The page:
Pyykkönen and Järvikivi (2010) employed Finnish sentences like (3). The target sentence was preceded by a single sentence that introduced one of the two characters. Besides the type of IC verb (NP1 or NP2 biased), Pyykkonen and Järvikivi also manipulated the ambiguous pronoun, so that it was either in nominative or in accusative case. Participants were instructed to look at the screen and listen attentively, while occasionally having to produce an ending to the story they heard. The positive effect of IC bias on looks toward the IC congruent character [the guitarist in (3)] was significant across participants and items from 1200 ms after the onset of the verb, which was some time after the average onset of the object, and remained significant at the onset of the connective and the onset of the pronoun. From the onset of the verb to the disambiguation near the end of the sentence, there was also a strong preference for looking at the subject of the main clause [the butler in (3)] rather than the object.

yes

Like Pyykkönen and Järvikivi (2010), and Järvikivi et al. (2017) conducted their visual world study in Finnish, using sentences that were structurally similar to (3). In Experiment 1, Järvikivi et al. (2017) manipulated IC bias and word order (SVO vs. OVS). Participants already looked more at the IC-congruent referent between 1100 and 1300 ms after the onset of the pronoun. In contrast, the effect of order of mention started between 1300 and 1500 ms. In Experiment 2, Järvikivi et al. manipulated IC bias and the type of pronoun (personal or demonstrative). In this experiment participants already started showing more looks to the IC-congruent referent between 500 and 700 ms after the onset of the pronoun. There were no other main effects, but there were interactions between order-of-mention and type of pronoun and IC congruency and type of pronoun. Importantly, the main effect of IC congruency started before either interaction effect.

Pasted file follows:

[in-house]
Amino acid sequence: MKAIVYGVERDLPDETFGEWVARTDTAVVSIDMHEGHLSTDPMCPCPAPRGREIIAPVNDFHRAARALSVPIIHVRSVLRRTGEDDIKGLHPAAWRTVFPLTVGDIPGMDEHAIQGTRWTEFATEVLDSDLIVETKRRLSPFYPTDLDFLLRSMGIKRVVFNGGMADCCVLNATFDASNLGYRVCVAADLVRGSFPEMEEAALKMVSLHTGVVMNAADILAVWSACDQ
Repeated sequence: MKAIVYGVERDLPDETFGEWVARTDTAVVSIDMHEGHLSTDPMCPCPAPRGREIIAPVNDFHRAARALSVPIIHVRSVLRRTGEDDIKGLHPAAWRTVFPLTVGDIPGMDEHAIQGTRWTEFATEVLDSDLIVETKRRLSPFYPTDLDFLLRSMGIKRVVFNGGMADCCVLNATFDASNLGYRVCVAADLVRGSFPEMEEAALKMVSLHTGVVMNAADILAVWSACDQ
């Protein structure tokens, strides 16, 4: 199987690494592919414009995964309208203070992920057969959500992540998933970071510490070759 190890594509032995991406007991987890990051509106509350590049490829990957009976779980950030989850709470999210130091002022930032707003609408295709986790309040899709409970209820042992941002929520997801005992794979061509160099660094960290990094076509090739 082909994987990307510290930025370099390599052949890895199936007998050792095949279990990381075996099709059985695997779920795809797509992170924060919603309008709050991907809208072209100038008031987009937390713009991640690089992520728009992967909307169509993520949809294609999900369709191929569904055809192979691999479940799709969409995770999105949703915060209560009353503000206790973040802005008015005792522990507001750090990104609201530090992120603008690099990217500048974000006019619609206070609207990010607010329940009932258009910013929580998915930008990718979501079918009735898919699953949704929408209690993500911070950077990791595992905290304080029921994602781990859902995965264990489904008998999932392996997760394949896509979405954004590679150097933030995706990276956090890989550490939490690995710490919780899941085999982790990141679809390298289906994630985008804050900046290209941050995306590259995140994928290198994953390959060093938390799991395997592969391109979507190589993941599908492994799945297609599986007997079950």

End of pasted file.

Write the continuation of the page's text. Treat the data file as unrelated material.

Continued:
In summary, the visual world studies differed in terms of the materials used (the language and the structure of the target sentence), the participants' task and the design of the experiment, but there were also some commonalities. The main clause always consisted of the IC verb with a subject and an object argument, and a filler phrase (usually a prepositional phrase indicating the location of the state or event). Word order was always SVO, except in Järvikivi et al. (2017), Experiment 1, where word order was manipulated. The subordinate clause was always introduced by a causal conjunction, and after the ambiguous pronoun there were one or more filler words that postponed the disambiguation of the referent until later in the sentence. As stated above, all of these studies have found an effect of congruency with IC bias before the presentation of disambiguating information.

Another commonality among the visual world studies on IC is that none of them has addressed the question of whether IC bias is a product of language structural features (the verb's semantic structure and the causal discourse marker) or the product of world knowledge. In order to address this question, it is necessary to manipulate factors of the sentence or context that do not influence the verb's semantic structure or the discourse relation between the clauses. Adding a larger discourse context is ideally suited for this purpose because it allows for the manipulation of characteristics of the referents of the verb's arguments and the situation in which the eventuality takes place without the need to change the sentence in which the IC verb is embedded itself.